Globally, publicly funded grid extension has traditionally been considered as the most effective approach to providing ‘tier 5 level’ access to electricity. Tier 5 level access is defined, by the Sustainable Energy for All Multi-tier framework, as the ability to supply at least 246 units (kWh) of electricity per household per month with less than a total of 2 hours of outage per week.
However, a number of factors have made it necessary to reconsider this approach: (1) the rate of electrification in sub-Saharan Africa is unable to meet the electrification deficit while keeping up with population growth, (2) significant public investment is required for grid extension projects (460 – 1,300US$ per connection is estimated from recent electrification projects in Kenya and Tanzania), (3) actual monthly household electricity consumption is significantly lower than the tier 5 level specification in most developing countries; in Kenya (a lower-middle-income economy) average household electricity consumption in 2016 was 30 units/month, which can be considered as a tier 3 level of access, and (4) Solar PV based private sector models have demonstrated exponential success; there has been a ten-fold growth in sales of solar powered off-grid lighting products in sub-Saharan Africa, from 400,000 units in 2011 to about 4 million units in 2016.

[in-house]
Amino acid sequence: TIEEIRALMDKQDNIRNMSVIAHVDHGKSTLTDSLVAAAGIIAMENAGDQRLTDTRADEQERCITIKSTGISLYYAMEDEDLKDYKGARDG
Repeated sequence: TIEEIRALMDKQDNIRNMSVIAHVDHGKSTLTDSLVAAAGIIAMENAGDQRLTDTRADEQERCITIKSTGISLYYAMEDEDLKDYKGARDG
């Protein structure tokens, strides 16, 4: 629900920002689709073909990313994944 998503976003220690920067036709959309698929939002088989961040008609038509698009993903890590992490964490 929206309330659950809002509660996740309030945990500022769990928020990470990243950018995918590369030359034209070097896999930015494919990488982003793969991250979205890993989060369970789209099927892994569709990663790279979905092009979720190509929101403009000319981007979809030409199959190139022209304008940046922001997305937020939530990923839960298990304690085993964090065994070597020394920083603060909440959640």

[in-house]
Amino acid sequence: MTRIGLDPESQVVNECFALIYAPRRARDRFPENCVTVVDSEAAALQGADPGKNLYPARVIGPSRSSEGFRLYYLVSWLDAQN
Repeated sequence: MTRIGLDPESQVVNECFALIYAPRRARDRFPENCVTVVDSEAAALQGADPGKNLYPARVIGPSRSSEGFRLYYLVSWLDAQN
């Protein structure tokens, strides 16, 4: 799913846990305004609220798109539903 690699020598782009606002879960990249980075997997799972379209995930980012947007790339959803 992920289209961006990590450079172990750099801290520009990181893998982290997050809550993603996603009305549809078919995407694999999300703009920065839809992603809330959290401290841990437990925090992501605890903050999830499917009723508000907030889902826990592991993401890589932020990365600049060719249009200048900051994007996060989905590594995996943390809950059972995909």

Although these private sector models mostly provide levels of access below tier 3, they are delivering electricity access solutions at a significantly higher rate than publicly funded grid extension programs and at almost no cost to government. They are therefore worth analyzing in greater detail. An article by Muchunku et al., published in WIREs Energy and Environment, analyses experiences from implementation of different private sector models in East Africa and provides generic descriptions of these. It further compares the models to illustrate their suitability and effectiveness for delivering different levels of energy access.
Kindly contributed by Charles Muchunko.